Education shall be prescribed by the Legislature.


ARTICLE IX.
Homestead.

Section 1.
A homestead to the extent of one hundred and sixty acres of land,
or the half of one acre within the limits of any incorporated city or
town, owned by the head of a family residing in this State, together
with one thousand dollars worth of personal property, and the
improvements on the real estate, shall be exempted from forced
sale under any process of law, and the real estate shall not be
alienable without the joint consent of husband and wife, when that
relation exists. But no property shall be exempt from sale for taxes,
or for the payment of obligations constructed for the purchase of
said premises, or for the erection of improvements thereon, or for
house, field, or other labor performed on the same. The exemption










herein provided for in a city or town shall not extend to more
improvements or buildings than the residence and business house
of the owner.

Section 2.
In addition to the exemption provided for in the first section of this
article, there shall be and remain exempt from sale by any legal
process in this State, to the head of a family residing in this State,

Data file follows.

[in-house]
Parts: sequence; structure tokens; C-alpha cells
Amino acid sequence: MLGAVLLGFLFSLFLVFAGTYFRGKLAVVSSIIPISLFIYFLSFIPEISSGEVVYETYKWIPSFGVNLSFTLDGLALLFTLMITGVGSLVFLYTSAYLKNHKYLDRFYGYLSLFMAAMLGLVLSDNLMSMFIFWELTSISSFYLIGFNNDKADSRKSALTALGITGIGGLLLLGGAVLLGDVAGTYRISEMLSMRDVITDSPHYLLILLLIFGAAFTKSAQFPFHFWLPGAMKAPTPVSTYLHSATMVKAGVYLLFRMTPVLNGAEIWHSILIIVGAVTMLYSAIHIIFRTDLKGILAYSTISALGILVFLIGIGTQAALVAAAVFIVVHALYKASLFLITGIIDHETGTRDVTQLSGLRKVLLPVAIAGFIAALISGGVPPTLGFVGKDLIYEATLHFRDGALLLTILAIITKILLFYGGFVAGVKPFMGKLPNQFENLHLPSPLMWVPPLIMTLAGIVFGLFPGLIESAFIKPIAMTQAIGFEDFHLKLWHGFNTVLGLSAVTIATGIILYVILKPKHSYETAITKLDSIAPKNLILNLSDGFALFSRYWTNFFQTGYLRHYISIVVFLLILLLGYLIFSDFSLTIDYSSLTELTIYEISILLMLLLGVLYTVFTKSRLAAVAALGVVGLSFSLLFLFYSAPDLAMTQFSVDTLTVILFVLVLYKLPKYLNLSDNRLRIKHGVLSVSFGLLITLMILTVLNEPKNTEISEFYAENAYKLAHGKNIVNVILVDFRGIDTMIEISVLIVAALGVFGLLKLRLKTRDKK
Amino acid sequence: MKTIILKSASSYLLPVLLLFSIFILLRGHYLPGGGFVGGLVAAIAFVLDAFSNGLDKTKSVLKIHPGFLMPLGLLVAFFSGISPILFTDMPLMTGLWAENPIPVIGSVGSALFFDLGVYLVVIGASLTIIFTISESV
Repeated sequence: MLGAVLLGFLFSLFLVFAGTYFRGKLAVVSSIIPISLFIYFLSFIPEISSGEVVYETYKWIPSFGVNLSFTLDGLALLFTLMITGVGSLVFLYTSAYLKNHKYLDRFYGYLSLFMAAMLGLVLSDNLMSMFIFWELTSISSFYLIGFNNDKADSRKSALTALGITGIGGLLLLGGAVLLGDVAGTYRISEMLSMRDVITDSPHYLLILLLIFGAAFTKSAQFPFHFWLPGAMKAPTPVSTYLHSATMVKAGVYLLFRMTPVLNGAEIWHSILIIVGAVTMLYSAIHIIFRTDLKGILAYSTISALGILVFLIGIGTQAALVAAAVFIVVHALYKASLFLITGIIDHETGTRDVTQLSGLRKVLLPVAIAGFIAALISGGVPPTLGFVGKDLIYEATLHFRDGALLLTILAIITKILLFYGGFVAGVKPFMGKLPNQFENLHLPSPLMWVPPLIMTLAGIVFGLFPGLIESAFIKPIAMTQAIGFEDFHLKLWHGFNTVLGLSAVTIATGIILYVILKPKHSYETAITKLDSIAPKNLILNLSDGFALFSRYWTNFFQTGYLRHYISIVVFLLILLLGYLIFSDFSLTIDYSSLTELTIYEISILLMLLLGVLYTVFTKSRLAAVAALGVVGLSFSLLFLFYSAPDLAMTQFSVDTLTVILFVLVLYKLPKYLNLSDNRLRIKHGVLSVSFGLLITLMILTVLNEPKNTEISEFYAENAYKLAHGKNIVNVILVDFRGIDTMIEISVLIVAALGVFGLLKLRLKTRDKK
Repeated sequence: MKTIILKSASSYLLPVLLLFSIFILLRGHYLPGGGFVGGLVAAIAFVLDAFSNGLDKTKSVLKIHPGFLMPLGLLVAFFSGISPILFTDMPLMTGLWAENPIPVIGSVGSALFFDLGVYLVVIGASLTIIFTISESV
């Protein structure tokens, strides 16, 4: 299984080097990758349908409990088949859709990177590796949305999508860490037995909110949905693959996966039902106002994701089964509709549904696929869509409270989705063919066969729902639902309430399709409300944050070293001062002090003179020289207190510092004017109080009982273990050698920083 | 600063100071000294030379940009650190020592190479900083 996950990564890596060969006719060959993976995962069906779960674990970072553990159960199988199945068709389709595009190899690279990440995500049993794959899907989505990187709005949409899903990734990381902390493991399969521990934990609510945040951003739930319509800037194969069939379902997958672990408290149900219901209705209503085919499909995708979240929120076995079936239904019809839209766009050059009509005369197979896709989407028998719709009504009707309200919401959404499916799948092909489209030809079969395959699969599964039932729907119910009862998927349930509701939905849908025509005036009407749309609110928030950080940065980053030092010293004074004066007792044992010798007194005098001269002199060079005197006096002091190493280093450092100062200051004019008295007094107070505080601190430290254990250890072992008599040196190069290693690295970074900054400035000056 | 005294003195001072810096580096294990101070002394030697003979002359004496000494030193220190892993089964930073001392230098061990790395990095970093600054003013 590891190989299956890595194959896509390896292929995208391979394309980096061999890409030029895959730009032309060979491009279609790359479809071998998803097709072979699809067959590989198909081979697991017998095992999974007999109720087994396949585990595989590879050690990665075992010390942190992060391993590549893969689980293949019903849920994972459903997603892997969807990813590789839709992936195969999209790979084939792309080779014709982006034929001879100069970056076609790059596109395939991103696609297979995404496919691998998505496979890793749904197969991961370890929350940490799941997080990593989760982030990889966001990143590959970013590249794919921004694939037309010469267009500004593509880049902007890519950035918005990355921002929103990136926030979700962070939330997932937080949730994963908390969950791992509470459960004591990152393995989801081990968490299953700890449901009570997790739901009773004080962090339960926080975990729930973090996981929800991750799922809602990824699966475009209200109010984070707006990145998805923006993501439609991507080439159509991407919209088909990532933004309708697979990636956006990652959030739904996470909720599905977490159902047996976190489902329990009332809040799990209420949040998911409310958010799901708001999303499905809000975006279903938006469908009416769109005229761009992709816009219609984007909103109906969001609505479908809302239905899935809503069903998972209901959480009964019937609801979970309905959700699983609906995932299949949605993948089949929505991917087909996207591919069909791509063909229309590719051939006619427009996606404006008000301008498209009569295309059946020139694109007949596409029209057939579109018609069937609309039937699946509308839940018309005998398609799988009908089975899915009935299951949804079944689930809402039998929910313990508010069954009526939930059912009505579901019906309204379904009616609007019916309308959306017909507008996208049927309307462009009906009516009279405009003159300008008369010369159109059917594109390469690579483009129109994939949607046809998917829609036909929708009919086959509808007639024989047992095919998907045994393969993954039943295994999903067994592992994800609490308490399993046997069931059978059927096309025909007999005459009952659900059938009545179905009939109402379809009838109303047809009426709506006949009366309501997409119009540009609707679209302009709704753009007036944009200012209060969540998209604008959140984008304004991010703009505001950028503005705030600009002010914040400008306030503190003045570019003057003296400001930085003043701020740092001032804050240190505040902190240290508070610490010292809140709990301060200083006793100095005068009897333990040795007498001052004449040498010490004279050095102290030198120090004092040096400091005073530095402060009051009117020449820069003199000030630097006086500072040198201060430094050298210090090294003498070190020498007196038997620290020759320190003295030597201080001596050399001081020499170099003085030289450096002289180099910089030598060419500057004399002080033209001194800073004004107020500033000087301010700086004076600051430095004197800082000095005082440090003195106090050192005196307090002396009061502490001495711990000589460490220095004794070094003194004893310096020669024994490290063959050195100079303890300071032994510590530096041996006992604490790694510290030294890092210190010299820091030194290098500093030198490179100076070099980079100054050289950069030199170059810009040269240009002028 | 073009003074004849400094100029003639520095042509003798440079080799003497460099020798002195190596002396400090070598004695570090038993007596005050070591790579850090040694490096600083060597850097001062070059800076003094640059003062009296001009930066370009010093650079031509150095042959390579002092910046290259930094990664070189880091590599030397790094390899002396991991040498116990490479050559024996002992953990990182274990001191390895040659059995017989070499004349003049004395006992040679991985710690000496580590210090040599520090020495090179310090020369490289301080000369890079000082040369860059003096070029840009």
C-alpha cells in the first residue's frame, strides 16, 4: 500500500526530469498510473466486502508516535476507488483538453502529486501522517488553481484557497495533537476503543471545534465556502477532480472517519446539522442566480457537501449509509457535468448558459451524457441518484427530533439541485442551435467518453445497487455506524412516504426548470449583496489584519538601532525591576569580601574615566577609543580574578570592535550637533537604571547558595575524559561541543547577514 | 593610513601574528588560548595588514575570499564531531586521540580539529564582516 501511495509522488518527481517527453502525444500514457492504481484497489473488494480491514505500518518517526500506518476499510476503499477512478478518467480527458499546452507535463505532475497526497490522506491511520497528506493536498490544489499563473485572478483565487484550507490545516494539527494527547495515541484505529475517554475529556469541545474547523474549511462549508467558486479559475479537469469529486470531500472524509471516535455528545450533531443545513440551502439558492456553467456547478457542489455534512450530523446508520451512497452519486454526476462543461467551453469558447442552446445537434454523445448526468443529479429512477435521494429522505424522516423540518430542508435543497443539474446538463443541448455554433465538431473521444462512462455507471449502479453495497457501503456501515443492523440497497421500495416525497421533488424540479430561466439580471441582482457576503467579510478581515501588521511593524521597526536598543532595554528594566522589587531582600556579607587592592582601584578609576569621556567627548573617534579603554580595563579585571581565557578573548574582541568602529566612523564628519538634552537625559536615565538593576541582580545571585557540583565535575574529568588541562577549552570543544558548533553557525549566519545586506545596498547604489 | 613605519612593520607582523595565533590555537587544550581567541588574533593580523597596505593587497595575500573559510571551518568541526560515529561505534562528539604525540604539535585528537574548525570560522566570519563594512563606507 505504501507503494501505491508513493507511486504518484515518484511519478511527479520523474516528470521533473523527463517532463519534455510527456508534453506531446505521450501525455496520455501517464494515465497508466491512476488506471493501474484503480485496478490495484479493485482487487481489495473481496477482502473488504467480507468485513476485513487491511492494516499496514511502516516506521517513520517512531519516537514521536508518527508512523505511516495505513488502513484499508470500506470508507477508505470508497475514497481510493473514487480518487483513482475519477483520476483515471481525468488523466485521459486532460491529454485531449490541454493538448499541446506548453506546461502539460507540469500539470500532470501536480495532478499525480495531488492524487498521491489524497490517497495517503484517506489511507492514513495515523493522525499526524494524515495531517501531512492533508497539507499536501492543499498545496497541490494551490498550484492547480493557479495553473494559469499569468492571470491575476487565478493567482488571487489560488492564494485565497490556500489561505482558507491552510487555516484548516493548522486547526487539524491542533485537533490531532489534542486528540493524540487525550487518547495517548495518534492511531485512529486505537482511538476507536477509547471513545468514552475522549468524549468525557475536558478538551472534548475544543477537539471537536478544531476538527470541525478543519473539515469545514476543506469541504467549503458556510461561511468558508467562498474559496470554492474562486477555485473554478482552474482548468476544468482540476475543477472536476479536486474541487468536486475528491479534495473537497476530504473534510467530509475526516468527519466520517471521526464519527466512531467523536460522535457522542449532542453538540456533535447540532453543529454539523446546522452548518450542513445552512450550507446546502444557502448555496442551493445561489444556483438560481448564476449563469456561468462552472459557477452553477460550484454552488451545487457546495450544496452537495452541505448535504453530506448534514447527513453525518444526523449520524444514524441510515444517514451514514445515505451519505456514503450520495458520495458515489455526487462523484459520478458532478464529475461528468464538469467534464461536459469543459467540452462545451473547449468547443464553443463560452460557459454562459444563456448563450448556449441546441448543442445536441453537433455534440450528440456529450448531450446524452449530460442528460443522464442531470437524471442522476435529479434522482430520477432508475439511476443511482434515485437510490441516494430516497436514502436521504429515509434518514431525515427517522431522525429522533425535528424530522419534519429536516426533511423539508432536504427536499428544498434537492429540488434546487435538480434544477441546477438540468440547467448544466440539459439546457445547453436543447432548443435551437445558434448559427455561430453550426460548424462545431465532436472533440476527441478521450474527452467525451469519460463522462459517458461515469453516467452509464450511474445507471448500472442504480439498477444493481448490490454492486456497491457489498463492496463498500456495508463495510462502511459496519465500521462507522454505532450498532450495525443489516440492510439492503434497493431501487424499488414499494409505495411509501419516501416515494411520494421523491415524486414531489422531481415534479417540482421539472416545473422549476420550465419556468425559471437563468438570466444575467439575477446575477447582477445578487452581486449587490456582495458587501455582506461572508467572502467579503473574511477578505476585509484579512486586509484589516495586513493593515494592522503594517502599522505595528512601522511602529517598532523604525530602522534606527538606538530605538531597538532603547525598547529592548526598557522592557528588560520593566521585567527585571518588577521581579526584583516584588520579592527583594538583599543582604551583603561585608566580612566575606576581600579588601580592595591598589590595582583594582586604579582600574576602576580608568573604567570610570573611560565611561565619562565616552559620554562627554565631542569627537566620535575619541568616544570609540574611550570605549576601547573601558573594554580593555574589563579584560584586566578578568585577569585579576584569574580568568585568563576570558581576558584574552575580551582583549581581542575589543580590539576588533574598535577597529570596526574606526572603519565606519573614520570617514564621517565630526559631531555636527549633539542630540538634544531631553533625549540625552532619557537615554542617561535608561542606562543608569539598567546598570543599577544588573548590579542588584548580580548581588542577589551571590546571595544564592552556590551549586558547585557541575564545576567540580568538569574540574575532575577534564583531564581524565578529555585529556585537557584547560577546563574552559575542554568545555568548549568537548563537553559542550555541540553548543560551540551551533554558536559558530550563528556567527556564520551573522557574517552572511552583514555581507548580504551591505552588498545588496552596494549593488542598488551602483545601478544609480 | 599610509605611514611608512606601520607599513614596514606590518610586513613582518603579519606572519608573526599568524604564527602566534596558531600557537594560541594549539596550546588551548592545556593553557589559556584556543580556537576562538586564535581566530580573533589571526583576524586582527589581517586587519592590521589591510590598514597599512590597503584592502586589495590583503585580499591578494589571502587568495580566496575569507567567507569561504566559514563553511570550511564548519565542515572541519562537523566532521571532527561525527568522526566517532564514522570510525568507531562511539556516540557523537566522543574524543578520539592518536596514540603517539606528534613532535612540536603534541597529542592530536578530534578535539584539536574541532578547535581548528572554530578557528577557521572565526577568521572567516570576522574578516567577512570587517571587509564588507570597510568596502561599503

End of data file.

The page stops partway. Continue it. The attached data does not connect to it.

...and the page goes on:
such property as he or she may select, to the amount of one
thousand dollars; said exemption in this section shall only prevent
the sale of property in cases where the debt was contracted, liability
incurred, or judgment obtained before the 10th day of May, A. D.
1865. Nothing herein contained shall be so construed as to exempt
any property from sale for the payment of the purchase money of
the same, or for the payment of taxes or labor.

Section 3.
The exemptions provided for in sections 1 and 2 of this article, shall
accrue to the heirs of the party having enjoyed or taken the benefit
of such exemption, and the exemption provided for in section 1 of
this article shall apply to all debts, except as specified in said
section, no matter when or where the debt was contracted, or
liability incurred.


ARTICLE X.
Public Institutions.

Section 1.
Institutions for the benefit of the insane, blind, and deaf, and such
other benevolent institutions as the public good may require, shall
be fostered and supported by the State, subject to such regulations
as may be provided by law.

Section 2.
A State Prison shall be established and maintained in such a
manner as may be fixed by law. Provision may be made by law for
the establishment and maintenance of a House of Refuge for
juvenile offenders, and the Legislature shall have power to
establish a Home and Workhouse for common vagrants.

Section 3.
The respective counties of the State shall provide in the manner
fixed by law for those of the inhabitants who by reason of age,










infirmity, or misfortune may have claims upon the aid and sympathy
of society.


ARTICLE XI.
Militia.

Section 1.
All able-bodied male inhabitants of the State between the ages of
eighteen and forty-five years, who are citizens of the United States
or have declared their intention to become citizens thereof, shall
constitute the Militia of the State; but no male citizen of whatever